Generally, if your fleet operates engines that are newer than model year 2010, and those vehicles are made by OEMs that approve the use of FA-4 (Detroit Diesel, Cummins, and Navistar), FA-4 lubricants are a good option for those vehicles. For newer vehicles by OEMs who have not explicitly recommended FA-4, it may be worth contacting the manufacture to determine if oil recommendations have recently changed to include FA-4.
For any vehicles newer than model year 2010, it is recommended to at least consider adopting CK-4 10W-30 or 5W-30 lubricants to take advantage of the fuel efficiency advantages. It is worth noting that most OEMS, even those who do not recommend FA-4, fill their vehicles in the factory with lower viscosity CK-4 formulations. So, if you’re still using 15W-40 formulations, it’s more likely that choice is in conflict with the recommendations of your OEM. Some further conversation is merited with your oil supplier.
“Can I switch my choice of lubricant while my contract is still in effect?”
If you’re interested in making the switch to a lower-viscosity, higher-value lubricant choice, it is likely that your oil supplier will work with you to make the switch happen. Doing so when your contract is up for renewal simply makes doing so easier, and marks a good occasion to think more deeply about your engine oil choice.
“What kind of cost savings can I realistically expect?”
To get a realistic sense of the cost benefits a lower-viscosity lubricant choice can have, it’s a good idea to ask your oil supplier about testing lower-viscosity oils in your fleet formulations to get a better gauge on real-world fuel economy savings based on your specific drivers, loads, and routes. Not only will field trials grant you better visibility of the benefits but can offer you some peace of mind regarding the high levels of protection that lower-viscosity formulation can deliver for just about any heavy duty truck.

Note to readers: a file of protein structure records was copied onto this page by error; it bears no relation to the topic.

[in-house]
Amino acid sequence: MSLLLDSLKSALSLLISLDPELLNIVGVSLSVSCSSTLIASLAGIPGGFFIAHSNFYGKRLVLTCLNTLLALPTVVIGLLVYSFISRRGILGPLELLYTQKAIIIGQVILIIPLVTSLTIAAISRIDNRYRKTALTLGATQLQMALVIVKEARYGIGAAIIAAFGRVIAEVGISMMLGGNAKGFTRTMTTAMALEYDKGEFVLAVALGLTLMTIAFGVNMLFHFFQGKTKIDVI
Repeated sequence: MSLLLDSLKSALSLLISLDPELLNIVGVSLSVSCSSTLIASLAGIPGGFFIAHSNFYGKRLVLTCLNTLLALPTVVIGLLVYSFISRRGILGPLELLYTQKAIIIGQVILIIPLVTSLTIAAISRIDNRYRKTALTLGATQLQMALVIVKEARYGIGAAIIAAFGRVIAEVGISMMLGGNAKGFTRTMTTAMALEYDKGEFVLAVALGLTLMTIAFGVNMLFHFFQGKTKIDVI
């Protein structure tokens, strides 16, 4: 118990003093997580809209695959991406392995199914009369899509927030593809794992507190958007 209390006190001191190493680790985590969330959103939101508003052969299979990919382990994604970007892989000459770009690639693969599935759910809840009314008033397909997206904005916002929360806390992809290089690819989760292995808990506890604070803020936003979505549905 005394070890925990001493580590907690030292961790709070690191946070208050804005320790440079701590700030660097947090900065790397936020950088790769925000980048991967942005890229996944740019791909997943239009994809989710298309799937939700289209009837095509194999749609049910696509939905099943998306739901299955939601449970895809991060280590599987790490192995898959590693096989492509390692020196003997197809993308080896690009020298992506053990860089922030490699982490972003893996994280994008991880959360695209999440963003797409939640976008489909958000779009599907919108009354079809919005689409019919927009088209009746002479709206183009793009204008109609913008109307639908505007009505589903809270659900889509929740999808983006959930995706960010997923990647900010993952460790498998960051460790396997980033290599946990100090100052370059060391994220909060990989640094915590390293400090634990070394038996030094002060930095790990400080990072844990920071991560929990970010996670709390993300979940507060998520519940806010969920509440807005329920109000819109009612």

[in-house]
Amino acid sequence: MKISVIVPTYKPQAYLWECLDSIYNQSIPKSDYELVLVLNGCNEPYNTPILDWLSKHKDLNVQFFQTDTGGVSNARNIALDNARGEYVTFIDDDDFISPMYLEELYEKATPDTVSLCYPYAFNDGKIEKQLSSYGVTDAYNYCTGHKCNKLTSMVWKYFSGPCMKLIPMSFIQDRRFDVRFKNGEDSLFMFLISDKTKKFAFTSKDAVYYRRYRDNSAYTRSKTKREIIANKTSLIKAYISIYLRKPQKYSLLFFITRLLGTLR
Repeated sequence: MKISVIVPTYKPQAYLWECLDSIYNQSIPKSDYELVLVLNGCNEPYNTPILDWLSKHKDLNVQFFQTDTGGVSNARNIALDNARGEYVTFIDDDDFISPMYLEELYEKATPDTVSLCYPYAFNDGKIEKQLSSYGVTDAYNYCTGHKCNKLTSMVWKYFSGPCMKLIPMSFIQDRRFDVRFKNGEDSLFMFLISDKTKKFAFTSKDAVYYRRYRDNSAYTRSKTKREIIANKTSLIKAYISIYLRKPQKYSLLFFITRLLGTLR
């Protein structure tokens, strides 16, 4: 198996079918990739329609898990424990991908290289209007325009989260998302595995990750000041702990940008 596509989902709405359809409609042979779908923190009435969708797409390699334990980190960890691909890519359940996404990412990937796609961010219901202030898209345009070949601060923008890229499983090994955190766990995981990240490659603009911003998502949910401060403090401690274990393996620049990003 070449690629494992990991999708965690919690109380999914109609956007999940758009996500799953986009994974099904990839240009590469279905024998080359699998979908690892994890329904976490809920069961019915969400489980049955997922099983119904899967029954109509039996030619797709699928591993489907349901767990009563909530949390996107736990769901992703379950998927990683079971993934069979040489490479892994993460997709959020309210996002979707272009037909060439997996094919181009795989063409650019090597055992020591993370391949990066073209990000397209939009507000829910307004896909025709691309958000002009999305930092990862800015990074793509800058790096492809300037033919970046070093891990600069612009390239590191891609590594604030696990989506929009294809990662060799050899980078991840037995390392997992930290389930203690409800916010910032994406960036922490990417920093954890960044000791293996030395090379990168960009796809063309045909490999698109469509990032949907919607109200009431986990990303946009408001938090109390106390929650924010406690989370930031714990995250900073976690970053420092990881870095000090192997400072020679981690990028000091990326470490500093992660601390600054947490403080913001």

As fleets continue to contend with rising fuel prices and other challenges, it’s worth investigating every possible avenue to maximize efficiencies and cost-savings while sharpening your competitive edge. Your choice of engine oil represents a good opportunity to make a positive change. It’s worth starting the conversation with your oil supplier when it’s time to renew your contract.|
About the authors
Adam Weber is a field test technical specialist for the Lubrizol Corporation. Since Joining Lubrizol in 2009, Adam has worked in the Mechanical Testing Lab as a technician in driveline area, specifically in the axle panel. In his current role, Adam is responsible for managing field testing with various types of fleets including heavy duty trucking fleets. Before coming to Lubrizol, Adam was a mechanic at various automotive dealerships.
Mark Daniels is a field test technical specialist for the Lubrizol Corporation. Since joining Lubrizol in 1981, Mark has worked in a variety of roles including engine lab technician and builder, and a measurement technician. In his current role, he’s responsible for field testing Lubrizol products with heavy duty trucks in a variety of regions.